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Cleopatra and Mark Antony

The story Cleopatra and Mark Antony’s tumultuous romance was famously played out onscreen in 1963 by Elizabeth Taylor and Richard Burton.

© Silver Screen Collection/Hulton Archive/Getty Images

Born in Alexandria around 69 BCE to the Greek-descended dynasty of Ptolemy, Cleopatra took over Egypt once her father was gone [source: History]. To shore up allegiances, she became the mistress of Julius Caesar, and bore him a son. Meanwhile, Caesar's friend Mark Antony was having his own drama: He was high-born, but frittered away his youth. When a friend died, he took the man's wife, Fulvia, as his own. Later, he ran to Greece to avoid the debts he'd racked up in Rome, but eventually joined the military, where his connections to Caesar -- and Octavian, a later Roman ruler -- were very helpful in his career.

When Julius Caesar was assassinated, Antony joined a triumvirate of leaders over Rome. Reaching out to Cleopatra, he was denied an audience with her twice before they met -- and fell in love. He married her in Egypt, forming a new political allegiance and freaking out Fulvia, who staged an attack on Octavian to smear Antony's name. Mark Antony ran home to Fulvia, but it was too late to salvage things -- Fulvia died soon after. To try and smooth the debacle over, Antony married Octavian's sister to unite their families.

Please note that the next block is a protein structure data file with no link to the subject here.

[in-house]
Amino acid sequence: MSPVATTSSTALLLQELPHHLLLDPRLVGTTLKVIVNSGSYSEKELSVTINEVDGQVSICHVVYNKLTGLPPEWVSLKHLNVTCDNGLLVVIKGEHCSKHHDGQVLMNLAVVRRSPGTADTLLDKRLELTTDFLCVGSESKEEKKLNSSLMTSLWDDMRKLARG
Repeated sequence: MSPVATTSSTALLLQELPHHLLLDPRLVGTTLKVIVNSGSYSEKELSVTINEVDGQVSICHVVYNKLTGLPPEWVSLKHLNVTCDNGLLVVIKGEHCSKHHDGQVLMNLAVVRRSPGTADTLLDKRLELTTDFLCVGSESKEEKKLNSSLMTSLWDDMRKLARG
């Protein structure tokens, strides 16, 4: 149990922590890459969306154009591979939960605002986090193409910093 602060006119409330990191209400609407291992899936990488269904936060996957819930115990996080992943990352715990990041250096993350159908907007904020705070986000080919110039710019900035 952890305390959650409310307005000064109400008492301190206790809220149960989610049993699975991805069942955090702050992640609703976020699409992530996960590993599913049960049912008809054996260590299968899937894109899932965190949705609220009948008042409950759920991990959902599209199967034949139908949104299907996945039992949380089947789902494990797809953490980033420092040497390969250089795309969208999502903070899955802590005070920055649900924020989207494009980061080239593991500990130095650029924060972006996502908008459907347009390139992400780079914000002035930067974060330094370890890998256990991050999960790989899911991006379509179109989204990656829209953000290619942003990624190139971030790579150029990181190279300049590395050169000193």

So now it was Cleopatra's turn to hear about his deeds -- and she was just weeks from delivering twins! But she was a princess and a savvy politician, so she kept supporting his army. And then, once Octavian proved dubious as an ally, Antony divorced the (pregnant!) sister, and returned to Egypt. Enraged, Octavian used this as a chance to attack Egypt and consolidate power, which is when things get unbelievable.

Scared for her life, Cleopatra started rumors that she was dead, and hid out in her burial crypt. Unfortunately, one of the people who believed this gossip was Antony, so -- keep in mind that Shakespeare wrote the definitive fictional account of this, so this part might be familiar -- he killed himself. Distraught, and certain Octavian would eventually take her prisoner in his conquest of Egypt, Cleopatra followed suit [source: McManus].

No wonder it's the most famous affair of all time. It's got everything! Including the fact we sometimes forget, which is that when you're looking at historical rulers -- from Alexander the Great up through the Tudors -- you're also looking at empires that covered the entire known world. The love affairs of Cleopatra are tabloid fodder to our eyes, but we can't forget that every war, for these guys, was a world war.

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